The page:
Nick Poindexter

My style's like a chemical spill

Tag: Leviticus

The Harness Of Slavery

“I’ll set up my residence in your neighborhood; I won’t avoid or shun you; I’ll stroll through your streets. I’ll be your God; you’ll be my people. I am God, your personal God who rescued you from Egypt so that you would no longer be slaves to the Egyptians. I ripped off the harness of your slavery so that you can move about freely.
-Leviticus 26:11-13 (MSG)

It’s difficult for me to imagine what it would be like to be enslaved. A “life” full of nothing but forced labor. Not being viewed as a valuable creation but rather as as machine owned and controlled by someone else. It had to be a very dehumanizing and undignified experience.

The people of Israel however could imagine what that was like because they experienced it firsthand in Egypt. And here God makes a subtle yet beautiful reminder to them: I’m here. I’m your’s and you’re mine. I rescued you. You’re free.

I can bet that the idea that God had ripped off the harness of slavery was something that could really resonate with them. And the more I think about it, it is something that Christians should be able to relate to as well.

I once was a slave too, specifically a slave to sin. It had control of me. It consumed me. But God ripped off the harness of my slavery though the sacrifice of his very own Son. The shame of my past in slavery is gone; God has forgiven and he has forgotten.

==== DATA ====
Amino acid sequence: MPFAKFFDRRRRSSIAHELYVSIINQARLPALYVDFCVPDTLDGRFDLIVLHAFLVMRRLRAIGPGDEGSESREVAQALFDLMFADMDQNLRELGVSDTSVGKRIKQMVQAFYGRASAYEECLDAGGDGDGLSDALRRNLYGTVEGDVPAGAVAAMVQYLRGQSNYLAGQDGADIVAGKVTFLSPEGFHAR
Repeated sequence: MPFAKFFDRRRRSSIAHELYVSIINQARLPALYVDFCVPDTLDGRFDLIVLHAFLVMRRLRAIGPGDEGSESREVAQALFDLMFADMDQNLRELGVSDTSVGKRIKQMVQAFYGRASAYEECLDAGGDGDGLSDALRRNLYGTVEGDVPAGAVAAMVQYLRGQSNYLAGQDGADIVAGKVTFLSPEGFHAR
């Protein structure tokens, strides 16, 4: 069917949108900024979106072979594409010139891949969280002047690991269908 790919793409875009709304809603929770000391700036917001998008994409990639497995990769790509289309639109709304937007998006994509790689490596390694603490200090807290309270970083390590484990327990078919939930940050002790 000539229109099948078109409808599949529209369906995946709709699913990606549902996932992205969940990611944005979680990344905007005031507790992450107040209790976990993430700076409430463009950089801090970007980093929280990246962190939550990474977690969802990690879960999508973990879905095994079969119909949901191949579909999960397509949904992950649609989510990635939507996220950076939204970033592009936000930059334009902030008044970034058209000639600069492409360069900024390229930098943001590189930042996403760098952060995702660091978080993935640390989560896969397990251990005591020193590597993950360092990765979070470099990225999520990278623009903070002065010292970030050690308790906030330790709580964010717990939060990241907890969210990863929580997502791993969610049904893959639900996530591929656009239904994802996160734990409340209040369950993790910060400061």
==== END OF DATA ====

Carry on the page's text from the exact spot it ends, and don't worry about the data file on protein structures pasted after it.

God’s words to the Israelites are almost as if he’s saying, “Hold your head up high. You are not who you once were. You are free from your past, and that is something that is worth celebrating.”

Thank you Lord for the gentle reminder.

The Edges Of My Fields

“When you harvest your land, don’t harvest right up to the edges of your field or gather the gleanings from the harvest. Don’t strip your vineyard bare or go back and pick up the fallen grapes. Leave them for the poor and the foreigner. I am God, your God.
-Leviticus 19:9-10 (MSG)

I think it’s easy for most people today to overlook a passage of scripture like this and assume it’s not applicable. The reason being that most of us do not grow our own crops and, and thus the harvest lifestyle is generally just not something that most in the 21st century can relate to.

However, the point of the law was not about crops but rather about people. It’s purpose was for the poor and the foreign travelers who had no food or money to buy any. God was making it clear that the poor/foreigners had a need, and it was the Israelites’ job to provide and fill it. In a way, God was emphasizing his character of generosity. In essence he was reinforcing the idea that the land was his to begin with, and the people were just the caretakers.

Obviously, I’m not a farmer and I can’t say I’ve ever grown much of the food I eat. God does provide for me though. My money and possession are really all his, and I’m only the caretaker. So the question is: Am I looking to fill a need, especially with the poor, with what God has blessed me with? Or, am I only thinking of myself, keeping everything I’ve got and hoarding it all away?

God, it’s all yours anyway. Thank you for giving me a plentiful harvest. Please help me leave the edges of my fields for your use.

Flirting With Carcasses

God spoke to Moses and Aaron: “Speak to the People of Israel. Tell them, Of all the animals on Earth, these are the animals that you may eat:

“You may eat any animal that has a split hoof, divided in two, and that chews the cud, but not an animal that only chews the cud or only has a split hoof. For instance, the camel chews the cud but doesn’t have a split hoof, so it’s unclean. The rock badger chews the cud but doesn’t have a split hoof and so it’s unclean. The rabbit chews the cud but doesn’t have a split hoof so is unclean. The pig has a split hoof, divided in two, but doesn’t chew the cud and so is unclean. You may not eat their meat nor touch their carcasses; they are unclean to you.